They just stayed like that for a few unblinking minutes, Lena cautious and fearful from a few feet away, and the woman just staring with an expression that Lena couldn't quite decipher written across her face as she watched Lena's every movement with rapt attention. Finally, when it was clear that the girl wasn't going to move towards her unless Lena herself did first, the girl mustered up as much courage as she could and took a few steps forward. Coming to an abrupt stop and freezing in place when the girl rose to her feet in the blink of an eye, much to fast to be anything human. To her credit at least, the girl looked just as startled by her own speed as Lena did, looking down at her body and flexing her hands in front of her face with a confused look.

Lena recovered as quickly as could be expected, ignoring the way the girls wide eyes stared down at her own body like she hadn't ever seen it before, "Are you okay?" She tried again.

The girls ocean eyes snapped up to meet her own again, a look of even deeper confusion sketching across her features, which Lena hadn't previously thought was possible. She titled her head to the right, her flawless blonde hair (seriously, how was it not at least tangled?) falling down her shoulder as she eyed Lena from top to bottom, seemingly searching for something. When she was satisfied with her findings, she smiled slightly, her lips upturning in one corner before she took cautiously slow steps, at a much more controlled and human pace this time, towards Lena, who tried her hardest not to flinch back when the blonde stopped about a foot short of her, just close enough that any regular human would call it invading of her personal space.

"Kēiir ënx liëkj ēgst lūkzrs." The girl says, confidently and clearly with a nod of her head down, almost like she was subtlety bowing to Lena. The words she spoke seemed unnatural and odd, spoken quick and effortlessly, but almost inhuman. Lena was smart, so smart that she spoke five languages fluently and could easily recognize a dozen more, but this, whatever that was that this girl had just spoken to her, was absolutely nothing like any language Lena had ever heard and she was almost positive that was because it wasn't of this earth. It didn't take a genius to figure that out, atleast.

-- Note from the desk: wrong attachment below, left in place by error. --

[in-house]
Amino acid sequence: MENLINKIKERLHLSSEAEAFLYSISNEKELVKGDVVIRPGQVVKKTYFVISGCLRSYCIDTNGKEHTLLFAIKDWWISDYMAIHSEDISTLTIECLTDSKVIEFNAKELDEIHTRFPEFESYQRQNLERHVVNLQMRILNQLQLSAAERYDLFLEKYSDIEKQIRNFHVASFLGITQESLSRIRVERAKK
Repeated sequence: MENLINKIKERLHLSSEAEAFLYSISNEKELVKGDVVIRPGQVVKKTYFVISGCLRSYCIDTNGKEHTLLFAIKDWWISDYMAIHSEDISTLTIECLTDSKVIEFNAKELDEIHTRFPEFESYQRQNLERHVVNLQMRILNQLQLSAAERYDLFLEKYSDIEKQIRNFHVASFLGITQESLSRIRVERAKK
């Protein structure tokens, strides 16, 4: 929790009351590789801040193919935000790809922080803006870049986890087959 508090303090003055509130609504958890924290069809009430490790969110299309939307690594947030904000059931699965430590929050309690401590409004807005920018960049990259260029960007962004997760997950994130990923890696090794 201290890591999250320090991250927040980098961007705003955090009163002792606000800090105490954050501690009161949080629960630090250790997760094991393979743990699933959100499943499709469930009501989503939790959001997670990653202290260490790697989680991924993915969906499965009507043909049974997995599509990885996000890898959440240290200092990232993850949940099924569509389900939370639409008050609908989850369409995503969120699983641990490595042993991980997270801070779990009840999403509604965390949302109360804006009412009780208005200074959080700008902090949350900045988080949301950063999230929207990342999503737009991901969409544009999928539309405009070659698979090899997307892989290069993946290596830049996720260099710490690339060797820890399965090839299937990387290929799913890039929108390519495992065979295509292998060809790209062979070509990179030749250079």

"D-do you, um, do you speak English?" Lena asked, her words slow and unsteady, her hands making some odd motions that she herself didn't even fully understand as she tried to communicate with the girl who was looking at her like she was from another earth. But she supposed, she probably was.

The girl just blinked blankly in response for a few moments before repeating herself, "Kēiir ënx liëkj ēgst lūkzrs." She said with a self assured nod of her head before attempting to mimic the hand motions that Lena had just done with her own, "Zhüzzop?" She questioned.

"I'll take that as a no." Lena sighed quietly, talking more to herself than to the strange alien standing a little to closely to her. She took a moment to examine the girl, using her flashlight to guide a path up and down her body as she looked her over for any sign of injury. It was hard to tell from the black char smeared across certain parts of her legs and arms where she must've been brushed by fire, or at least where she made contact with the charred remains of her spaceship. There could easily be bruising or scratches under the layers of black char and mud from her stumble to the ground on her skin, there was no way, alien or not, that someone could walk away from falling to earth without at least a bruise to show for it.

The girl, who Lena passingly noticed looked around her age, was still mumbling incoherently to Lena as if the girl could understand her, using her own hand signals to try to explain something to the raven haired beauty. But she couldn't make much of it, just watching with furrowed brows as the girl pointed towards the sky on numerous occasions, using her hands to mimic an explosion of some sort, a sound effect falling from her lips for good measure before she mimicked what Lena would guess was the spaceship falling through the sky, but it was hard to tell with the wavering and spinning of her hands, her motions sometimes to fast for Lena's eyes to catch.

Lena was lost, to say the least, but the blonde gave Lena a desperate look that practically begged her to understand, repeating the motions over and over with her hands as she accompanied them with more unintelligible, frantic words, ending the motions with her hands pointing towards the sky, back to her space ship, before pointing in the general direction of Lena's house. Lena just nodded slowly, her eyebrows furrowed as she tried to convey some level of understanding to the increasingly frantic woman.

"Kal-El Zor-El!" The woman all but yelled at her when all Lena did was bob her head up and down, taking a step closer and succeeding in getting close enough to Lena that the girls breath hitched in her throat, a surge of fear running through her as the taller girl towered over her, repeating those two words over and over like they were meant to mean something to her.

"Okay, okay, calm down. I'll help you! I promise I'll help you, okay? You just have to calm down." Lena tried interrupting the girl who sounded like she was ten seconds away from sending herself spiralling into a panic attack, raising her voice as well as her hands, putting them up in the same motion one would when approaching a wild animal. She tried to make her voice sound as soothing as possible, letting her usually cold and impartial tone that scared greater men into submission, take on a calming and approachable demeanor.